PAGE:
Mahmoud Mohieldin, UN climate change high level champion for Egypt
Mohieldin's remarks came during his participation in a seminar co-hosted by the American University in Cairo (AUC) and UNICEF on Thursday under the title “The Road to COP27: Shifting Behaviours to Address Climate Change in Egypt,” in cooperation with the Abdul Latif Jameel Poverty Action Lab Middle East and North Africa (J-PAL MENA).
The session was attended by Jeremy Hopkins, UNICEF Representative in Egypt; Dr. Ali Abu Sunna, CEO of the Environmental Affairs Agency; and Ahmed Dalal, President of the American University in Cairo.
In his speech, Mohieldin stressed the need to adopt a more comprehensive and holistic approach that achieves equity in adapting to and mitigating the consequences of climate change, in addition to dealing with losses and damages that affect life and livelihoods. This is in addition to providing the necessary financing stipulated in the Paris Agreement.
The climate champion also pointed to the need to move from commitments to implementation, explaining that the pledge made at Copenhagen in 2009 to provide $100 billion annually by 2020 to support climate action in developing countries represents only three percent of the needs of those countries.
Mohieldin stressed the need to integrate the regional dimension into climate action in light of the pioneering initiative launched by the Egyptian presidency of COP27 in cooperation with the United Nations regional committees and climate champions to mobilise climate finance through five regional forums. The outcomes of these forums, which were held over the summer, are scheduled to be presented at the upcoming climate summit in Sharm El-Sheikh.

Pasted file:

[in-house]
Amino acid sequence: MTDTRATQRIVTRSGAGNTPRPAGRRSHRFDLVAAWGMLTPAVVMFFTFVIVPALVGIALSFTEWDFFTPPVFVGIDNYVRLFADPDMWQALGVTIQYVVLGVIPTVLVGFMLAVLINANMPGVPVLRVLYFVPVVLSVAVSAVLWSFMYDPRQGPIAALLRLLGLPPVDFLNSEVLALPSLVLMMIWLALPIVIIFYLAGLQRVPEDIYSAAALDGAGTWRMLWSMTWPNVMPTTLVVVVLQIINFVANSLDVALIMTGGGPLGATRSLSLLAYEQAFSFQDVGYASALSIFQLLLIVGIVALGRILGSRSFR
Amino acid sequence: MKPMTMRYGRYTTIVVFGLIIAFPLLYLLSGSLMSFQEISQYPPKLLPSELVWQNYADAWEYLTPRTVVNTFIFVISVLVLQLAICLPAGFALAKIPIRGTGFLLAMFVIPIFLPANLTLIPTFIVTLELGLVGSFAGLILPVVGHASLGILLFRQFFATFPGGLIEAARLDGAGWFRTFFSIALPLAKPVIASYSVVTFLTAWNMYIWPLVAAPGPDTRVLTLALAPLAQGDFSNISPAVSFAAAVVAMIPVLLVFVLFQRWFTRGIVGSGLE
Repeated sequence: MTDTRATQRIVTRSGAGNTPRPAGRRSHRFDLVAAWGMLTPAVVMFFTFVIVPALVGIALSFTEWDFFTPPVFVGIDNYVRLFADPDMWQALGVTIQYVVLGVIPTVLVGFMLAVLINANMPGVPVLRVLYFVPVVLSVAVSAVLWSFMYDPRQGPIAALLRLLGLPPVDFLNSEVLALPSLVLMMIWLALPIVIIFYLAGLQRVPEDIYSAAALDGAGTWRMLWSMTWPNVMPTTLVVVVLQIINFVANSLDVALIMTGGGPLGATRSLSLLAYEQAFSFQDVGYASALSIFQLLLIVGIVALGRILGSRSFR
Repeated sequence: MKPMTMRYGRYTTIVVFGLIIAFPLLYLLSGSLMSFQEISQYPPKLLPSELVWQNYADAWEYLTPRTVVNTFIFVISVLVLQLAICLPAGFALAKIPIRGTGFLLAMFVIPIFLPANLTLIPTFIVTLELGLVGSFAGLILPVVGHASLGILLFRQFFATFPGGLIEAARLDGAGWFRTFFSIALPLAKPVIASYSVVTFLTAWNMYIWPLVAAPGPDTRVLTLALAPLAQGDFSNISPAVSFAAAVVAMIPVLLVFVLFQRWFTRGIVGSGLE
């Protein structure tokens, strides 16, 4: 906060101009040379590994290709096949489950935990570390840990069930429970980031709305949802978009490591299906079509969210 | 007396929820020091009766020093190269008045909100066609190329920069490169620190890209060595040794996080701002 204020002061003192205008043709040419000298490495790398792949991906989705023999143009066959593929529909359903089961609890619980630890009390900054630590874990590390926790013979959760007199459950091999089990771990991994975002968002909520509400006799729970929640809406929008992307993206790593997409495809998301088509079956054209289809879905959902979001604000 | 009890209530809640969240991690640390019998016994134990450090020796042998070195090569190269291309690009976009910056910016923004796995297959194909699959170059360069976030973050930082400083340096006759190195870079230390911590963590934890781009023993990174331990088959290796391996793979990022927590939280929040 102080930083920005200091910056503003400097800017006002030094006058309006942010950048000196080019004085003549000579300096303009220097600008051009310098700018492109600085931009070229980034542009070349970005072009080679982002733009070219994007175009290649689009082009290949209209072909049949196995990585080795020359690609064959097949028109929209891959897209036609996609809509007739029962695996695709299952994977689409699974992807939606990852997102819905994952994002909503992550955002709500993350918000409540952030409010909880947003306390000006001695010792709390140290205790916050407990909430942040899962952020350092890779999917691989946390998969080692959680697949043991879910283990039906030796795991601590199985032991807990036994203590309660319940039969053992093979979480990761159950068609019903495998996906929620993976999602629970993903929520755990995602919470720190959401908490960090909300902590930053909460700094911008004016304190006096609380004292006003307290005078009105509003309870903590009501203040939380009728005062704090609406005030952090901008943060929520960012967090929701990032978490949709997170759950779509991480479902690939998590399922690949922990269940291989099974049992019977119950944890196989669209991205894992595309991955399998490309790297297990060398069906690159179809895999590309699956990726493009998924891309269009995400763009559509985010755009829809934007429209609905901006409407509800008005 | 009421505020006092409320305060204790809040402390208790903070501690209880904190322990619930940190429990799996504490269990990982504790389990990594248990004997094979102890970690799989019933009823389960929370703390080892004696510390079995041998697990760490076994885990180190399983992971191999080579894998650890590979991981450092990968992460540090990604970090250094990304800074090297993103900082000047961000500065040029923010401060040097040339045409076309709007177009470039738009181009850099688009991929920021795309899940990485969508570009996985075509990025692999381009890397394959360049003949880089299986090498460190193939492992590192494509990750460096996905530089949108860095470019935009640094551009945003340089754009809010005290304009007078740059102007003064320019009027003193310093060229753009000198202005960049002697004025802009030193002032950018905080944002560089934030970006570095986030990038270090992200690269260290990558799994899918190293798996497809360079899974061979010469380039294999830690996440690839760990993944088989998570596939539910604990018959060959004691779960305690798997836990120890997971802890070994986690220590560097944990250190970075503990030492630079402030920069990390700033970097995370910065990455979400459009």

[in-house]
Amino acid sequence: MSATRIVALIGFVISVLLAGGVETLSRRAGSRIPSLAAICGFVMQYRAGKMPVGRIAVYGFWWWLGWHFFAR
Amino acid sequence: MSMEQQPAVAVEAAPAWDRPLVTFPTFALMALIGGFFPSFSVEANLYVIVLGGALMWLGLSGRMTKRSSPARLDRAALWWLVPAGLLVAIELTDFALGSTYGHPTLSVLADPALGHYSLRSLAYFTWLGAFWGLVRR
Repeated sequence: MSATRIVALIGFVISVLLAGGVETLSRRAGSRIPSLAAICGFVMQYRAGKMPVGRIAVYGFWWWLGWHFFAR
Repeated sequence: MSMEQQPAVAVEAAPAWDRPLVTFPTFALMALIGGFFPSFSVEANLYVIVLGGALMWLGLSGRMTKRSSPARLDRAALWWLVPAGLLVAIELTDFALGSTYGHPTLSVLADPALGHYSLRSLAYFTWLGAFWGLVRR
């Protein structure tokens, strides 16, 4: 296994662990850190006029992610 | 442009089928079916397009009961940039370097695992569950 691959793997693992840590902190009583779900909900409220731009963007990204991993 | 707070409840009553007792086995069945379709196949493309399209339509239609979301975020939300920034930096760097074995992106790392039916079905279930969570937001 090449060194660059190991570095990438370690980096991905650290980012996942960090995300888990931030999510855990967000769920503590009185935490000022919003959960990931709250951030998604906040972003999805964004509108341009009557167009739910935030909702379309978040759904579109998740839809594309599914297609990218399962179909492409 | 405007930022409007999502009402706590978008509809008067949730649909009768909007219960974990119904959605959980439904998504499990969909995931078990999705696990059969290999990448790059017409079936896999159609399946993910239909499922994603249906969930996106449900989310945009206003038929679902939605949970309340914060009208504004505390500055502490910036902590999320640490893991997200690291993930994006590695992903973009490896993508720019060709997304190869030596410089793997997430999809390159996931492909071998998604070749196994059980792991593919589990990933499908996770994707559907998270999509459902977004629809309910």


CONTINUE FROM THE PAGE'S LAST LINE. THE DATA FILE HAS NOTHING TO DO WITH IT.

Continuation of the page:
On the other hand, Mohieldin referred to the localisation of climate action in Egypt through the National Initiative for Smart Green Projects under the auspices of the Egyptian president. He also indicated that the Egyptian government aims to hold this competition annually in all governorates.
With regard to financing, Mohieldin stressed the need to set specific criteria for sustainable financing and support carbon markets in line with the needs of developing countries, in addition to linking countries' budgets to development plans.